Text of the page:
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The Night Before RideLondon: The Perfect Preparation

RideLondon preparation

The key to maximising your performance in Sunday’s RideLondon 100 is to get smashed the evening before.

Not just a little drink to settle the nerves. The whole nine yards (100 miles?).

In this post I’m going to espouse my considerable wisdom on how to make the final finishing touches to your pre-ride preparation.

I’ve thought outside the box. I’ve searched for every incremental gain. I’ve consulted my psychologist. Dave Brailsford would be impressed.

Follow my exclusive guide, and I guarantee you’ll see the effects on your race performance.

(Oh yeah, it’s not a race. Don’t race. Or sue me.)

Alco-load Not Carbo-load

The evidence supporting the ability of the body to hoard more energy within the muscles as a result of gorging on pasta and truffles is not conclusive.

What will have a material impact on your ride performance is alcohol. So spend a significant proportion of ‘RideLondon Eve’ loading up.

Mix it up a bit. The grain. The grape. The ginger.

You don’t have to stop at the night before. Channel the spirit of tour riders past and yell, “Shut up legs!” with alacrity and panache. And a bottle of 1982 Château Lafite. Chapeau!

It’s All About The Bike

Let’s face it, you haven’t stuck to your pre-race diet. Your body fat percentage is not in the single figures. Or the teens. Forget about it. There is no point swapping out your ultra light carbon stem for one made out of woven fairy hair. It’s not going to help you get up Leith Hill any quicker.

What will help you get up Leith and Box in style is a fine set of spokey dokeys and a saddle taken from a 1970s Raleigh Chopper.

Take the opportunity tonight, the night before the ride, to finesse the appearance of your bike. Maybe it’ll get you on TV.

Challenge Outmoded Practices

Professional cycling is full of outdated dogma. Just look at the changes brought in by Team Sky (warming up, warming down, tandems on training rides). Team Sky place their bums on dogma.

Tonight is the night that you too can place your bum on dogma. Specifically this old cyclist’s adage:

“Don’t walk if you can stand. Don’t stand if you can sit. Don’t sit if you can lay down.”

This is baloney. This evening let it all hang out. Dance. Do star jumps. Hover an inch or two above the toilet seat, rather than let it take your weight.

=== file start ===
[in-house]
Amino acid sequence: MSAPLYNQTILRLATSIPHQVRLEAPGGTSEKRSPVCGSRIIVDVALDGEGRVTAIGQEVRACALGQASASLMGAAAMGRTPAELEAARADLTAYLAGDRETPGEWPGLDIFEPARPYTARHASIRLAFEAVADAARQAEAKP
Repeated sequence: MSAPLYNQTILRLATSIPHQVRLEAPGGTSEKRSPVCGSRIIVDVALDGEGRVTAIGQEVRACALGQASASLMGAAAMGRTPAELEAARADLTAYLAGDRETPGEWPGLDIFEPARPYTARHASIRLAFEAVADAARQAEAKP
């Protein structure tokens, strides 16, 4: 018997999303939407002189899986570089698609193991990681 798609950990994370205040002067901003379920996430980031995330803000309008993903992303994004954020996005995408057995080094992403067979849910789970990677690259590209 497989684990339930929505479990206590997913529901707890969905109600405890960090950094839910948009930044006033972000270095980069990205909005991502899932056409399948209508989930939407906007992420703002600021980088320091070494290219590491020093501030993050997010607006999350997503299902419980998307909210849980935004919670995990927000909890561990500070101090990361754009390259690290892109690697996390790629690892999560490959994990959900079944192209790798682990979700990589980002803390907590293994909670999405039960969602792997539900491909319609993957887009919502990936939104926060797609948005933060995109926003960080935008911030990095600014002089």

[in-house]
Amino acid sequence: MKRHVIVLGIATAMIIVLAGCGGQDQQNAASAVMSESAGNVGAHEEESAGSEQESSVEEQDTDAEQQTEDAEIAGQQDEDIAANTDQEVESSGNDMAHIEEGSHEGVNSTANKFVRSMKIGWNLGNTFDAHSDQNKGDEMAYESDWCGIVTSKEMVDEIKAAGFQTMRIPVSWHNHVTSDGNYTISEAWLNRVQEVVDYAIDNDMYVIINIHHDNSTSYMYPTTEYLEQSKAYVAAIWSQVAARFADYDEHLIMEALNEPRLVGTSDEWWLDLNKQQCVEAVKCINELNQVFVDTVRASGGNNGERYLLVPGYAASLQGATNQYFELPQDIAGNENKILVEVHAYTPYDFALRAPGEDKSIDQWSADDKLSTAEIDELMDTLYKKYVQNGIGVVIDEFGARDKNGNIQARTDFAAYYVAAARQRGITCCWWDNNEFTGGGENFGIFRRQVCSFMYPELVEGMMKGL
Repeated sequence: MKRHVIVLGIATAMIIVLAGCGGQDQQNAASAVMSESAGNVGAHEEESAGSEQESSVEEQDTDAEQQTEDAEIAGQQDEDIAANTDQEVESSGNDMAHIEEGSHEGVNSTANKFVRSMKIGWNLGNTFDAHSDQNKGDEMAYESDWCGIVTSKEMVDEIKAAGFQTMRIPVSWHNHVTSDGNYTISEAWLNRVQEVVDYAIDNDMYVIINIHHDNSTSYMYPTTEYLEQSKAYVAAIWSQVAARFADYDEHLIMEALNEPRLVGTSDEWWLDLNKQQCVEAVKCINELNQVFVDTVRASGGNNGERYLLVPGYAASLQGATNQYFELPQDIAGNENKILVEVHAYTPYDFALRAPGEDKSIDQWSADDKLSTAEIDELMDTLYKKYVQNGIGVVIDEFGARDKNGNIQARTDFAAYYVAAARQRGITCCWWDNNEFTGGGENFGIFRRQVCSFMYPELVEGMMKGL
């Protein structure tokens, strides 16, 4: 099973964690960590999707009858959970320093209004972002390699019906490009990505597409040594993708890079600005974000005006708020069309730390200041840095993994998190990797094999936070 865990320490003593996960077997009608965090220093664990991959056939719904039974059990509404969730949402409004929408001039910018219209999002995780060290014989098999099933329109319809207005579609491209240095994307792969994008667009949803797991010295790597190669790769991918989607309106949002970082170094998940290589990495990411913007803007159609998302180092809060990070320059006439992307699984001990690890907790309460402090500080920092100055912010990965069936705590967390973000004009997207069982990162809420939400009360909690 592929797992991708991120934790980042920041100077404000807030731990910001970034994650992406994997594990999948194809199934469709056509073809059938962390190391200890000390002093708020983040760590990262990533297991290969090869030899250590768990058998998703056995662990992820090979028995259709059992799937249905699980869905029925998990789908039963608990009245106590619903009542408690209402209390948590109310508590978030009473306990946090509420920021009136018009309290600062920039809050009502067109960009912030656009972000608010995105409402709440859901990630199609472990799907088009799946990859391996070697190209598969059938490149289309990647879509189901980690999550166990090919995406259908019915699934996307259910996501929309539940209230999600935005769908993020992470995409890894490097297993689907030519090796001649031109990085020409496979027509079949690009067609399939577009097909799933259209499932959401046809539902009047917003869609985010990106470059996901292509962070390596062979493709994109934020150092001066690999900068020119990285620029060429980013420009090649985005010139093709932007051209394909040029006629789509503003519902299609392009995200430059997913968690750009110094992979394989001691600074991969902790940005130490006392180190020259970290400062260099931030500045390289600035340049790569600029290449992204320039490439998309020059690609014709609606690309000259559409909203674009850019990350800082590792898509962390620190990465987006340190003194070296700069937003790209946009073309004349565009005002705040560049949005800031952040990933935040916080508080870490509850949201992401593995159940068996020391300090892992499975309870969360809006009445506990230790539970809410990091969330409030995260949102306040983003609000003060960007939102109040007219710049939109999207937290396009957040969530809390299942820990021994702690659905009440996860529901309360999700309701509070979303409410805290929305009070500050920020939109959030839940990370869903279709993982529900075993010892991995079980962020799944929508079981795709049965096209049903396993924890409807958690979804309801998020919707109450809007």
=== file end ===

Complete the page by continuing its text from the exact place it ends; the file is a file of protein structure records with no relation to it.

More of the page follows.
Test your legs. You want to know they’re good and strong. If they are, good. If not, then at least you know that tomorrow is going to be a world of pain.

Ditch The Tools

You’ve thought long and hard about what to take with you on the ride. You’ve considered every realistic mechanical or nutritional challenge and you’ve identified the tool that you’ll use to match it.

No need.

Tomorrow is a day for heroes. Rely on your fellow man, or woman, to provide. Even the fastest racer, grasping for their personal best, will be happy to stop. To lend a hand, to donate their last spare inner tube, their last gram of carbohydrate.

Jettison the baggage. Stock up on spokey dokeys.

RideHumanity.

Toughen Your Gut

I’ve recently been to see a physiotherapist (true). I have scant control of my hips (again, true). I am a dancer, not a fighter. She has prescribed a series of exercises to strengthen my core, and thus stabilise the muscles around my knee.

My view (and remember that I’m blue-skying brain-sharting in search of each insubstantial gain) is that we should consider strengthening our core, both inside and out. And, like every muscle, the only way to toughen the inside is to place it under stress.

So now is the time to clear out the fridge and the freezer. The anchovies that have been hanging around since the late 90s. The indeterminate frozen gruel that was part of a batch of… whatever… you cooked prior to the birth of your now-teenage son. The kilo of prawns you won for coming first in pedalo race in Faliraki. Eat it all.

Withstand this intestinal assault and overdosing on carb-heavy energy drinks isn’t going to cause you any problems (at least in the ‘downstairs’ department).

Finally, Some Real Advice: Read A Poem

As we’ve discussed, RideLondon Day is a day for heroes and heroines.

What better then than a poem or two to rouse us from our stupor and bestow us with the strength of Spartacus?

“‘Twas brillig, and the slithy toves,
Did gyre and gimble in the wabe…”

Hang on. Not that one. This one:

If you can fill the unforgiving minute
With sixty seconds’ worth of distance run,
Yours is the Earth and everything that’s in it,
And – which is more – you’ll be a Man, my son.

I wish you all the very best of luck on Sunday!

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Image credit: http://www.flickr.com/photos/spli/3539399413/

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{ 18 comments… add one }
  • stu s August 2, 2013, 7:07 am

    I hope that’s laced with sarcasm!

    A lot of people I know are worried about the ride, so don’t tell everyone to get blitzed…

    I’ve a fair few 100’s under my belt, including 1 ironman… You can’t change your fitness now…. But go unprepared!

    Tools, spares, and no drinking.

    Also don’t try going to bed early, it won’t happen, you’ll just spend the night worrying. Go to bed at a normal time.

  • Global Nomad August 2, 2013, 2:04 pm

    that’s as good as anything to lift the anxiety. enjoy it at whatever level you want too. don’t over do it.
    Having to leave the house at 4:30 means it would be hard to go to bed at 1am…9pm beckons, dinner at 8 instead of 10….

  • Global Nomad August 5, 2013, 7:05 pm

    looking forward to your “the night after ridelondon the perfect recovery” post

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